Piquant Peruvian pride
Claim to fame: Singlehandedly putting old Peruvian homestyle eateries back on the map
Reason to go: Fish and seafood tailored to your specifications
To look out for: Open for lunch only, with a no-resy policy that can make the wait very long if you don’t arrive early
Picanterías. As in picante. Of course ají chili peppers are going to take center stage at Héctor Solís’ recreation of said small, family run eateries, common in northern and southern Peru. Solís’ version boasts communal tables, generous helpings and clever takes on traditional dishes, making it one of the best places to discover the flavors that inspire true pride among Peruvians.
It would be difficult to find a cook who better masters the fieriness and aromas of ajíes. Solís learned the tricks of the trade from his parents who founded Fiesta restaurant in their hometown of Chiclayo over 30 years ago. He took those tricks to Lima where he opened a Fiesta outpost in 1996, slowly gaining recognition as one of the city’s most prominent chefs.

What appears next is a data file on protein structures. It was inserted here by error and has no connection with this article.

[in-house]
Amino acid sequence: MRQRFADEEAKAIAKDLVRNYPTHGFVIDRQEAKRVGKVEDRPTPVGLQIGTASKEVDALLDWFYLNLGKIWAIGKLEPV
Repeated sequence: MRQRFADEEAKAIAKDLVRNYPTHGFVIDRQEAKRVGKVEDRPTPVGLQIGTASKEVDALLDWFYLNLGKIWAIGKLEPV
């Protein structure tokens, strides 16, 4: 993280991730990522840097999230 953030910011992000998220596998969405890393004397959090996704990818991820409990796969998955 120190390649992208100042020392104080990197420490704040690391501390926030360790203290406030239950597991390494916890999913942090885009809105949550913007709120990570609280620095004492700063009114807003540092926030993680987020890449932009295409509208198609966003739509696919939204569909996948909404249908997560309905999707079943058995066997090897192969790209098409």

Fiesta is still alive and well, but the new star is La Picantería where Solís and his team are reinventing traditional dishes like rocoto relleno con chupe de camarones (stuffed rocoto peppers and stewed shrimp) and fantastic, simple pleasures such as sea urchin- or scallop omelet. Two big blackboards dominate the main dining room, one lists the daily menu, the other one the various ways you can have your whole fish prepared. A third smaller blackboard next to the bar lists the fish varieties and their weights. Let the waiter help you pick one based on the size of your party and your appetite. Depending on the heft of the catch, you could have half of it prepared as ceviche (La Picantería’s is considered one of Lima’s best) and the other half as jalea norteña (deep-fried and seasoned with ají sauce). Or you could opt to have it transformed into the powerfully fragrant fish stew known as sudado.